Sarah Gagliardo

Carolina Beach – November 17, 2016

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Red, of Island Tackle and Hardware, reports that the inshore trout bite has been the real focus of anglers, with specks taking live shrimp and artificials, such as Gulp and Z-Man.

A few flounder have been caught on Gulp, with fish up to 10 lbs. reported. Anglers should target deep holes for the larger flatfish. Redfish are still around, as anglers are reporting fish ranging from rat reds up to over-slot bulls in the 30-40” range. Most of these fish are being caught on cut bait.

Sheepshead are biting under the Snow’s Cut Bridge and around structure. Live shrimp and fiddler crabs are producing the most bites, but they are also taking cut shrimp. Multiple sheepshead up to10 lbs. have been weighed in.

Black drum are abundant in the local waters, such as back in the creeks and bays around oyster beds. Use shrimp to target these crustacean lovers.

Surf anglers have reported bluefish, a few whiting, and pompano in the surf.

Nearshore anglers are connecting with a few cobia (catch and release) while king fishing.

The king bite has slowed nearshore, and the spanish bite has shut down.

Offshore in the 20+ mile range, anglers are reporting mahi, wahoo, sailfish, and blackfin tuna on the troll. Black/purple and black/pink skirted ballyhoo have proven effective.

Those dropping a line down to bottom fish have connected with grouper and snapper in the same areas.

Ricky Apple with a bull red drum caught in the Carolina Beach surf on a spot head.

Ricky Apple with a bull red drum caught in the Carolina Beach surf on a spot head.

Christian, of Seahawk Inshore Fishing Charters, reports that there are good numbers of black drum and speckled trout in the area, with a few reds mixed in. Search for the black drum in back creeks near oyster beds and deeper holes, and target the drum with fresh shrimp on a Carolina rig. The black drum have been between 12-16” on average, with some larger fish mixed in, and most of the red drum have been under-slot reds.

The trout have been holding near grass points, and they can be targeted with Z-Man soft plastics, such as Trout Tricks. Expect the fish to range anywherefrom 10-22”.

Clark Smith, of Atlanta, GA, with a 68 lb. wahoo caught while trolling in 200’ of water north of the Same Ol’ Hole. The fish ate a Blue Water Candy skirted ballyhoo while fishing with Capt. Mike Jackson of Live Line Charters.

Clark Smith, of Atlanta, GA, with a 68 lb. wahoo caught while trolling in 200’ of water north of the Same Ol’ Hole. The fish ate a Blue Water Candy skirted ballyhoo while fishing with Capt. Mike Jackson of Live Line Charters.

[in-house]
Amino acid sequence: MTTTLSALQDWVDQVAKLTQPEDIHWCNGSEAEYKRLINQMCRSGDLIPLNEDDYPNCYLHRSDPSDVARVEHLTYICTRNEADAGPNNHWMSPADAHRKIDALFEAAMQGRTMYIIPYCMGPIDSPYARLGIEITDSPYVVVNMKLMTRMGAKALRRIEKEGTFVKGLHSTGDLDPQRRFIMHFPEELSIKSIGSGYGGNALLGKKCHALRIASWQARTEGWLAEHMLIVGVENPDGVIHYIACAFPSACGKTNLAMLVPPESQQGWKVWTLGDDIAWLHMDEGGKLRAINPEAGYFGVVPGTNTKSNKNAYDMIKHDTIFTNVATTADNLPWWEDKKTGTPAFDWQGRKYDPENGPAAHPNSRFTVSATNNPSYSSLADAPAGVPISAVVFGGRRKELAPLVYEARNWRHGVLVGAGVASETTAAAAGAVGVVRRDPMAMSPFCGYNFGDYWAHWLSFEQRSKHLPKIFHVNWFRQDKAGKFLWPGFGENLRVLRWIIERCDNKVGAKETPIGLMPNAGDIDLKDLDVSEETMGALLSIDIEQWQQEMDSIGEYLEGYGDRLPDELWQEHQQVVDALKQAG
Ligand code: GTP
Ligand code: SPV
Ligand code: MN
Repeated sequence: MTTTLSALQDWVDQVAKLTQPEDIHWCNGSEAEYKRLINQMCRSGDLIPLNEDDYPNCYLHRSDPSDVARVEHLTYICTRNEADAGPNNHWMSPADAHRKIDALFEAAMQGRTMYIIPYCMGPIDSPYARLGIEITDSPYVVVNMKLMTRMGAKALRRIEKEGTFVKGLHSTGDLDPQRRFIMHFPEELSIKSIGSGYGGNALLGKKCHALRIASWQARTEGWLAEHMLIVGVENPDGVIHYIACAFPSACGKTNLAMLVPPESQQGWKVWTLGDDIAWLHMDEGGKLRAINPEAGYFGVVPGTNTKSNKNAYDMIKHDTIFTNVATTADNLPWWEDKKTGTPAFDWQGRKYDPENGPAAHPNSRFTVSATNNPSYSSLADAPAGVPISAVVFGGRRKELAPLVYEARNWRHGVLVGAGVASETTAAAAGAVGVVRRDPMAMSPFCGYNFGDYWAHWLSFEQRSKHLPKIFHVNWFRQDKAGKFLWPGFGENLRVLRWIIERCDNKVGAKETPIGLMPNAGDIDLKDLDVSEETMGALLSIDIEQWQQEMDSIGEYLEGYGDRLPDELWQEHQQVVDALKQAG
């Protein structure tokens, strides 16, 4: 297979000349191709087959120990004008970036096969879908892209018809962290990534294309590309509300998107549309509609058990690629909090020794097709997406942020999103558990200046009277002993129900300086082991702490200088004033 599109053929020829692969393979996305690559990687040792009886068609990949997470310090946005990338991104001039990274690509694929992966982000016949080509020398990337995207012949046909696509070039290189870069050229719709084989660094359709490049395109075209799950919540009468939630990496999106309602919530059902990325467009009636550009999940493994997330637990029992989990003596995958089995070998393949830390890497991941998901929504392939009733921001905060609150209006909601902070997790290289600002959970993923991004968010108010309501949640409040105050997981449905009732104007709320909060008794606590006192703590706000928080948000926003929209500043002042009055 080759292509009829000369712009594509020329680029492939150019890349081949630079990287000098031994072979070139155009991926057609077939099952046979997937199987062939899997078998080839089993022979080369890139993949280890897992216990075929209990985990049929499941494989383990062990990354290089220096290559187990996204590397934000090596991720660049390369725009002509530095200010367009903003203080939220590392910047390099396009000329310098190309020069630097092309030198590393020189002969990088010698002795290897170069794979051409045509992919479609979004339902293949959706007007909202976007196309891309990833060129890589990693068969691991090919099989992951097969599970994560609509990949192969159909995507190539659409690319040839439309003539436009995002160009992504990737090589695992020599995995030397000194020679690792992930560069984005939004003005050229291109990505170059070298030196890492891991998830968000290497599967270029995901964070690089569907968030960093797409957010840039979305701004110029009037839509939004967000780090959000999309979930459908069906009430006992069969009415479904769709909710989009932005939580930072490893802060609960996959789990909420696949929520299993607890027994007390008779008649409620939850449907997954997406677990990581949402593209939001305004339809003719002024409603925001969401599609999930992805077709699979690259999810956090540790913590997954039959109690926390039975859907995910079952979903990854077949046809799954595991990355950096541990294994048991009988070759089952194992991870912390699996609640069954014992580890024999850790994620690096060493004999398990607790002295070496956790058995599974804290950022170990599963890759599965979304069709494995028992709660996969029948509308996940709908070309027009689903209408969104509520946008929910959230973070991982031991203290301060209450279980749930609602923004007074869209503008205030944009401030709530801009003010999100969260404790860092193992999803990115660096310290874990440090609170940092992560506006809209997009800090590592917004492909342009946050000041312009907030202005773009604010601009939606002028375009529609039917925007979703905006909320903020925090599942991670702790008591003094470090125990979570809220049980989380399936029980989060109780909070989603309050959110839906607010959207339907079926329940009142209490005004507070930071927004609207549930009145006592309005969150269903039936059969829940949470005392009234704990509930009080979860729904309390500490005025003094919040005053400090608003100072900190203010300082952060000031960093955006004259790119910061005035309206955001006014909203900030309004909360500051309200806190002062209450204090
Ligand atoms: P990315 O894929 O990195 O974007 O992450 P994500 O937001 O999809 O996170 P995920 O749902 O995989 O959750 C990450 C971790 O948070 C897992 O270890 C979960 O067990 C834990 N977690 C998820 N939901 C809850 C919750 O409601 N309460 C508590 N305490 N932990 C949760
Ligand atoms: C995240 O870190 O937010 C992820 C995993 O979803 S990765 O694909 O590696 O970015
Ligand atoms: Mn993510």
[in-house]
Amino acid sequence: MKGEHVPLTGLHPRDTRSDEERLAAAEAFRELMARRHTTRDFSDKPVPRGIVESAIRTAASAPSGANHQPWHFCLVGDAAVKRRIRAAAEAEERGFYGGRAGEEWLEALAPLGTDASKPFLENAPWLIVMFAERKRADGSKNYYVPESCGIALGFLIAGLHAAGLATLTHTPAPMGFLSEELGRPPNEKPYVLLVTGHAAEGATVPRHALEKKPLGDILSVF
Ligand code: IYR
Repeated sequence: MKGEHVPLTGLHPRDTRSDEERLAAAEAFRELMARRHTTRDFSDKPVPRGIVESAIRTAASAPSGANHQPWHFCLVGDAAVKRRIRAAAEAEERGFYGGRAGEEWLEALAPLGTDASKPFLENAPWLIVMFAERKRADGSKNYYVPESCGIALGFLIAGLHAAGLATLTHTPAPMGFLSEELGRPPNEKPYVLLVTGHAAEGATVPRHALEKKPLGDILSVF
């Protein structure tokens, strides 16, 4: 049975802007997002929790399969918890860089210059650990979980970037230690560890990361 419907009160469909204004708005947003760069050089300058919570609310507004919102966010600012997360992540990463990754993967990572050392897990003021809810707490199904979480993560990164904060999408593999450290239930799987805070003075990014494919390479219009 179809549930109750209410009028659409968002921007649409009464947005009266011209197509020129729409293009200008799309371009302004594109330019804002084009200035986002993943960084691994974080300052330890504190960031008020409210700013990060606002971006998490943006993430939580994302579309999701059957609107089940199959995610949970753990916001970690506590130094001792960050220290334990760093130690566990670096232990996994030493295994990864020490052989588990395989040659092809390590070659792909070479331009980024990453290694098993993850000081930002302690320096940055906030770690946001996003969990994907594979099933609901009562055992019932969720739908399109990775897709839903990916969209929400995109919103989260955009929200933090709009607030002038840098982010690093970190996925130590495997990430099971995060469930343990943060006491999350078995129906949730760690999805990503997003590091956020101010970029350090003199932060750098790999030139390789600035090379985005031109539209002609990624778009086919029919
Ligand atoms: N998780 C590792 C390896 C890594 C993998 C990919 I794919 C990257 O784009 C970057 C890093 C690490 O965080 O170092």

Luke, of TopWater Guide Co., reports that the trout bite has been strong, with fish falling for Down South soft plastics in lighter colors, like white, pink, and light purple. Anglers are connecting with good numbers of fish, and most of the specks have been in the 16-22” range. Find the clear water, and target areas 4-10’ deep.

Red and black drum have been hanging out in the back creeks. The reds are taking soft plastics and Gulp, and the black drum have been hitting cut shrimp. Look for oyster points with nearby holes. The black drum are coming in between 14-18”, and the reds are between 16-21”.

False albacore are still off the beach for those looking for a fight, and anglers should throw Shore Lures and Diamond jigs to hook the fish.

 

Rod, of OnMyWay Charters, reports that with the cooling water, the prime king mackerel fishing has moved offshore. Anglers are still catching scattered kings around 10 miles off, but the upcoming cooler temperatures should push them out into the 15-20 mile range, where the water is still around 68-69 degrees.

Bottom fishing remains good, with the gag grouper bite still strong in the 10-12 mile range. Those looking for the best bite, though, will need to travel out to 18-24 miles.

There hasn’t been too much action in the Stream, but the bite reported has been wahoo and blackfin. Troll ballyhoo around temperature breaks to connect with the fish.

 

Jesse, of Ocean Stinger Fishing Charters, reports that king mackerel and false albacore are still being caught a few miles off the beach. Look for diving birds and bait marking on top of structure to find the majority of the fish.

The king bite is best between 6-18 miles off the beach. Fish live bait or slow troll dead cigar minnows to hook the mackerel (most in the 10-15 lb. range). Drone/Eco spoons on a #2 planer have also been successful in hooking the fish during tide changes, with most fish between 20-25 lbs.

The grouper bite has been slow but steady, with the 20 mile range being the best location to catch keeper bottom fish. Use whole cigar minnows to tempt bites from the aggressive bottom fish.

 

Anthony, of Kure Beach Pier, reports that anglers bottom fishing are connecting with whiting, and the fall spot run has finally started.

Anglers fishing the end of the pier have caught kings, along with red drum.

 

Donna, of Carolina Beach Pier, reports that anglers are mostly connecting with Virginia mullet, though an early morning run of spots has been reported.

A few kings have also been landed over the past few weeks.